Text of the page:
Twitter Plot Summary: Those giant bugs are still lurking around, this time in a bad homage to Rear Window. The Hitchcock one.
Tying into the universe established in the first two Mimic movies, Mimic: Sentinel (aka Mimic 3) features Marvin (Karl Geary) as one of the kids who benefitted from the treatment derived from the bugs in Mimic. However, whilst he may have had the opportunity to reach adulthood, his life is so plagued with allergies and breathing difficulties that he spends most of his time locked away in his hermetically sealed apartment taking photos of the other residents in the complex. Soon he starts to think that a murderer is picking off the residents but the police, naturally, don’t believe him. Marvin then teams up with his sister Rosy (Alexis Dziena) and fellow resident Carmen (Rebecca Mader) to investigate the disappearances, all the while dealing with his disbelieving mother (Amanda Plummer, looks like her dad) and her equally disbelieving cop boyfriend (John Kapelos, rotund).
Mimic 3 is essentially another remake of Rear Window but with human-sized insects as the villain instead of some inconspicuous guy with spectacles. Apart from that and a final act that turns into a bug hunt they are almost identical and it smacks of lazy writing. The least they could have done is changed a few parts to make them more distinct from one another. Still, at least we have the benefit of seeing genre legend Lance Henriksen as Garbageman, a mysterious resident whose reasons for living in the area soon become apparent as the giant bugs slowly (and very cheaply) start to eat the locals. You’ll be lucky if you can see exactly what’s going on though, if you thought the first two films were badly lit then they have nothing on this mess.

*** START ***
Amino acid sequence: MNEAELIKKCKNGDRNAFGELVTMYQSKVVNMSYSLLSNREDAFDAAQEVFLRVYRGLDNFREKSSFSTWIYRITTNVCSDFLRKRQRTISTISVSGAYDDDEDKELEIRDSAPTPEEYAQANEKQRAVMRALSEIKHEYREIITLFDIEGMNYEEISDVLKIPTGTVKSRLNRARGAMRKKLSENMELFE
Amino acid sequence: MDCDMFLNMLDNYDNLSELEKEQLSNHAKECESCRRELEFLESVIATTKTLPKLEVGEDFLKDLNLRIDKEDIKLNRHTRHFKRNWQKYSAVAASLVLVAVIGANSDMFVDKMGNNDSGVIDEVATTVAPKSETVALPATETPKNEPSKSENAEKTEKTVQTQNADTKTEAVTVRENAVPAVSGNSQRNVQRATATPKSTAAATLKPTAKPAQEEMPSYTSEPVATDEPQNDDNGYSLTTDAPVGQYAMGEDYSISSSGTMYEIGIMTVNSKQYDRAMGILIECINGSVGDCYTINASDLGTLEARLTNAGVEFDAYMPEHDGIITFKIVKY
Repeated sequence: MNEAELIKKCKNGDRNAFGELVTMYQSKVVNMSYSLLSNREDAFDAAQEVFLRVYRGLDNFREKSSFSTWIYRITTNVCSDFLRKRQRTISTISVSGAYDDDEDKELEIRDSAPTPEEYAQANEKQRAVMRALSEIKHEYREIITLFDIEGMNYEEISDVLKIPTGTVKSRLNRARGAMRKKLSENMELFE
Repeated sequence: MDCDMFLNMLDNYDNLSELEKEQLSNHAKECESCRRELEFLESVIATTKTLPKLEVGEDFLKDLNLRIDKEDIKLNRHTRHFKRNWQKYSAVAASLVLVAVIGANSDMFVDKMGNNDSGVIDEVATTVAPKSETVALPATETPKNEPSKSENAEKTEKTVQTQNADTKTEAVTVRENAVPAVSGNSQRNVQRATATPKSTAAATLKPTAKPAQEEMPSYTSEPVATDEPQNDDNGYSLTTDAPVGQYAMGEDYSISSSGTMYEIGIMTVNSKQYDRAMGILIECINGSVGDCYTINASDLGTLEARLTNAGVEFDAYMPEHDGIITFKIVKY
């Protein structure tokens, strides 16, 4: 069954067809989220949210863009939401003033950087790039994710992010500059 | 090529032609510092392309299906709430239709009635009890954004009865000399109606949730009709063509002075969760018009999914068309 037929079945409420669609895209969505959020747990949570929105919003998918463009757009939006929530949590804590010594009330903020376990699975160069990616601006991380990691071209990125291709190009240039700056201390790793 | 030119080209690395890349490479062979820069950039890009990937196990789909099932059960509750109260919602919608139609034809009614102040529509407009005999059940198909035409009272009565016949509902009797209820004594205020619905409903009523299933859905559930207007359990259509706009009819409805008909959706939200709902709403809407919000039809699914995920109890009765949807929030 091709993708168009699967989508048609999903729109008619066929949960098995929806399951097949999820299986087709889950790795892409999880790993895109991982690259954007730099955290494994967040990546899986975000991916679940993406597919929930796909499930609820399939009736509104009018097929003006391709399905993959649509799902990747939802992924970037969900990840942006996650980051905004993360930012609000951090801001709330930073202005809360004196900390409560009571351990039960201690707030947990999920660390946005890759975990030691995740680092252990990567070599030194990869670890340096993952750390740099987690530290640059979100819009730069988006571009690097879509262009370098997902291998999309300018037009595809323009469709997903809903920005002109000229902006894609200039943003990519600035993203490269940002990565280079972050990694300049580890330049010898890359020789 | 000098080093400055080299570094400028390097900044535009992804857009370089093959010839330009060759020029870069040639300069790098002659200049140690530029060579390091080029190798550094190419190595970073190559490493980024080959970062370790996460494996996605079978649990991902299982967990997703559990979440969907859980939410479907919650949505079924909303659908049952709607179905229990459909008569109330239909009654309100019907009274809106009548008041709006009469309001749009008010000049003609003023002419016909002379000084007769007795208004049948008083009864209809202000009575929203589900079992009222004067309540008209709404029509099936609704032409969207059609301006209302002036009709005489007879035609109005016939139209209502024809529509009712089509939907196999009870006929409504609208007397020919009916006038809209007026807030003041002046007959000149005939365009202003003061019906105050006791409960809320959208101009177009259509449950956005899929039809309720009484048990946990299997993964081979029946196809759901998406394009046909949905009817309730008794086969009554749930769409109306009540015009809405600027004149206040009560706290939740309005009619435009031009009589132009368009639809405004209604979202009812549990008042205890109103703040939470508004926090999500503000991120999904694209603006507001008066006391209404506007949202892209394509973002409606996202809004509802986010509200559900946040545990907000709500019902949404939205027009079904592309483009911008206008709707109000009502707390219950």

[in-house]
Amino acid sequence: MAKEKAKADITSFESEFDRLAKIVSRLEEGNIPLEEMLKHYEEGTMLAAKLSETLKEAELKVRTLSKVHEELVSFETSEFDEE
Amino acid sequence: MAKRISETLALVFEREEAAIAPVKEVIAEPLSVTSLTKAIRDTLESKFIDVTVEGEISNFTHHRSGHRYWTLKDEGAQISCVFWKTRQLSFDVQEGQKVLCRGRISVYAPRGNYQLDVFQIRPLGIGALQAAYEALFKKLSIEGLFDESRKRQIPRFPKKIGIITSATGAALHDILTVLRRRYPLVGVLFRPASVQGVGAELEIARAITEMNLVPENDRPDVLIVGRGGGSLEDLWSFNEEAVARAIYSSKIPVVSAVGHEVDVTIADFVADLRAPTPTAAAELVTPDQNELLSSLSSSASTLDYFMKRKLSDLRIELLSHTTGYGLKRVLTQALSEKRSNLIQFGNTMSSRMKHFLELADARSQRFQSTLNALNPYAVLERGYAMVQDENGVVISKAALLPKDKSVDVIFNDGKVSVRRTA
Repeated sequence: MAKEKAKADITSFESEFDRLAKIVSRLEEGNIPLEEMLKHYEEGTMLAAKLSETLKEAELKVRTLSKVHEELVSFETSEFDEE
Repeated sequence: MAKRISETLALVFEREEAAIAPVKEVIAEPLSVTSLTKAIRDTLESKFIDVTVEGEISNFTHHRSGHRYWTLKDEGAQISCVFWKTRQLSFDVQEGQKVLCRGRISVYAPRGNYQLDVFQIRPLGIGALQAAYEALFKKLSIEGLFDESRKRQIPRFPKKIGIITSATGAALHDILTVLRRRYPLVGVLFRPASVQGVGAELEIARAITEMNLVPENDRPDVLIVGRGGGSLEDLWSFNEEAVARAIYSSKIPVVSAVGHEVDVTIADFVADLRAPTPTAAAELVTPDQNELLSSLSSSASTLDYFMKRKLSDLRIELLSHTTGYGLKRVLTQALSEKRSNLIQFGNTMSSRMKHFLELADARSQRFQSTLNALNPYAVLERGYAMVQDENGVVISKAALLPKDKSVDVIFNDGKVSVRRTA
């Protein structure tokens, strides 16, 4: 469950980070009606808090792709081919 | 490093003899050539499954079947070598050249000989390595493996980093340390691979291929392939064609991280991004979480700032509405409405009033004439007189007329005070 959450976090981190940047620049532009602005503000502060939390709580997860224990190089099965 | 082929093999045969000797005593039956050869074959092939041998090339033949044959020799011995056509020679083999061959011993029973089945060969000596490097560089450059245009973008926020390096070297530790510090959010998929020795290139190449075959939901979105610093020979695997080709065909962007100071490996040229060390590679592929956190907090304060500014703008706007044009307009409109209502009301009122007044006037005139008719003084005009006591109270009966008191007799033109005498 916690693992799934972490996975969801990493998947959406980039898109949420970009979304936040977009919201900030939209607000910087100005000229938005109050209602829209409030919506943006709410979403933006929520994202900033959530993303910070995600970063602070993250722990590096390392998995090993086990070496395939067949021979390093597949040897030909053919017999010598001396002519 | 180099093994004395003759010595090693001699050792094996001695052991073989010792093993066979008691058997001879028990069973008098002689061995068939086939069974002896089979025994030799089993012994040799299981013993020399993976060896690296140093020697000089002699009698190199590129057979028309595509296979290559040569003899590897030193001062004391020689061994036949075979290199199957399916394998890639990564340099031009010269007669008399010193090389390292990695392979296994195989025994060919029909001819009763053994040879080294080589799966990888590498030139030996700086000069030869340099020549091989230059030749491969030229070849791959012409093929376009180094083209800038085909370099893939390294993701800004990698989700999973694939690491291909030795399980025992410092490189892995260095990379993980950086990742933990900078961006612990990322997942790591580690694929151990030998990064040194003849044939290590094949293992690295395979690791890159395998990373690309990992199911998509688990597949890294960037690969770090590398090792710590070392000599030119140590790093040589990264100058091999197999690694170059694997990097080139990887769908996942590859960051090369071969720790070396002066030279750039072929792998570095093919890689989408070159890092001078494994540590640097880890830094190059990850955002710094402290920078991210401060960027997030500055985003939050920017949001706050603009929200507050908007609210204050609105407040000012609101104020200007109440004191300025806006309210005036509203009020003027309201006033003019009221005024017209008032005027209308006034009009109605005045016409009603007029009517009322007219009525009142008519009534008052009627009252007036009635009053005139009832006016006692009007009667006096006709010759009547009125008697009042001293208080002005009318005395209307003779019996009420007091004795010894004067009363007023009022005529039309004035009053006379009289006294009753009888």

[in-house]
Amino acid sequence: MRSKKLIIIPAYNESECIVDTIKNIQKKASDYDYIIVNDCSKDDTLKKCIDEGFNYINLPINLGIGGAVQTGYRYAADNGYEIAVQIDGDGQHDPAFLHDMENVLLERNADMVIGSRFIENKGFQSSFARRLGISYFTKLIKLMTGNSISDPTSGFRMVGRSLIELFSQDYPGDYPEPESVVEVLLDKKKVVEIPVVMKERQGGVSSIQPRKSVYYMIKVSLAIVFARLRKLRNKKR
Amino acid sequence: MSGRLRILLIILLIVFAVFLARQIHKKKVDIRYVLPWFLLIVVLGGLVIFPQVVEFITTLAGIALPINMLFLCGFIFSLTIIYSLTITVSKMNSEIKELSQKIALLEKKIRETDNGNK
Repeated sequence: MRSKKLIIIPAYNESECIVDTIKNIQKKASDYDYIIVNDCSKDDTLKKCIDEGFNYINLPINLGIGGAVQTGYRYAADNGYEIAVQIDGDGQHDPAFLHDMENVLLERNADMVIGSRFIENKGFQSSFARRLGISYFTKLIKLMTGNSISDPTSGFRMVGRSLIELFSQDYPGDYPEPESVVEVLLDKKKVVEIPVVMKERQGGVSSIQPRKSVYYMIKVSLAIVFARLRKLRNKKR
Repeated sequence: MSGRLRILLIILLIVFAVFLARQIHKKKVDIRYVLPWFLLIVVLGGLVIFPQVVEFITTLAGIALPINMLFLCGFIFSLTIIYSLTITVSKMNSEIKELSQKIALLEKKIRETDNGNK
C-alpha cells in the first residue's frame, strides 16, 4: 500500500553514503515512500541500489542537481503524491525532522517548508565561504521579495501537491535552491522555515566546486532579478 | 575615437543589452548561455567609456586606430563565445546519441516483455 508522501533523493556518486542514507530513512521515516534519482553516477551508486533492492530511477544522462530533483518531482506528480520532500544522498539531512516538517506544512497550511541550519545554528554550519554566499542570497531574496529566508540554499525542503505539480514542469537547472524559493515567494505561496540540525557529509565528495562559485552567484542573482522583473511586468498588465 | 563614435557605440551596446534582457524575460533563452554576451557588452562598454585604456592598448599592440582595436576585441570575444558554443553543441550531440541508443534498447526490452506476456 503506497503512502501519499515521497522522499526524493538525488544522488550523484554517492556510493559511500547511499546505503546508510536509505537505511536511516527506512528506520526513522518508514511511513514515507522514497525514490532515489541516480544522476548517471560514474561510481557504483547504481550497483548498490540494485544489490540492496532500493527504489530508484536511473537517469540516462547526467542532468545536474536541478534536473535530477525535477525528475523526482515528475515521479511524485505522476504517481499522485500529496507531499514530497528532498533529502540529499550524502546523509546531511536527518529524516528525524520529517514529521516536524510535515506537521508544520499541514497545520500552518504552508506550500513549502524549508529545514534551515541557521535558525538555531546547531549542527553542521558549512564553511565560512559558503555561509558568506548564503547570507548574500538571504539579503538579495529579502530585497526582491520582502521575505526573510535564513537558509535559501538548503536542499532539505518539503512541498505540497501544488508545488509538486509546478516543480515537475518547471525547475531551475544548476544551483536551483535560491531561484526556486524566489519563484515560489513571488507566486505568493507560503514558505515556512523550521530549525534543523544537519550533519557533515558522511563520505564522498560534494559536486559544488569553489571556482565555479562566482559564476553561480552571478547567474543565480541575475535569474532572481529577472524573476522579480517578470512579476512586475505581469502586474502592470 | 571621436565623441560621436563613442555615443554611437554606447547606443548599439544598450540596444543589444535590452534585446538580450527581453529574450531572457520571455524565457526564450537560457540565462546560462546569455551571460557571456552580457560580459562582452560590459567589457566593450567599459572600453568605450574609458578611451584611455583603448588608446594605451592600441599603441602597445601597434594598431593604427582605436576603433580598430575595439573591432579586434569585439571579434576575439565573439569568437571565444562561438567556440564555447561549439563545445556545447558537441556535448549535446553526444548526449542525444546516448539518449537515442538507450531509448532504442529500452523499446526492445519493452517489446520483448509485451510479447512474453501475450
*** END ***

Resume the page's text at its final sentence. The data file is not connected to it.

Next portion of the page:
Much like Mimic 2 this is a low budget feature, but it is spoiled by a plot that doesn’t move along fast enough. This is ironic given that it has a total running time of 76 minutes. In other hands it may have proved to be a story in which you care for the characters and the threat they face. As it is, you’re better off watching Hitchcock’s Rear Window for a better example of how to pull off this sort of story, big giant insects or otherwise. The characters here, with the exception of Lance Henriksen (who will always be awesome) are tarnished by some bad performances and a terrible romantic angle between Marvin and Carmen. Believe it or not, the attractive younger sister is irritating simply because she does little else but smile smugly and lean over so the camera can get a good look down her top. Add the fact that nobody seems the slightest bit worried about Marvin’s voyeuristic obsession of taking photographs of everyone and you have a story that doesn’t add up on several levels.
It’s yet another case of a film being easy to recommend with a few tweaks, but because Sentinel gets so much wrong it’s difficult to enjoy – it doesn’t even have that “so bad it’s good” factor to save it. Indeed, not even Lance Henriksen is enough to justify a viewing, and when even this mighty genre legend can’t save a film then it says a lot.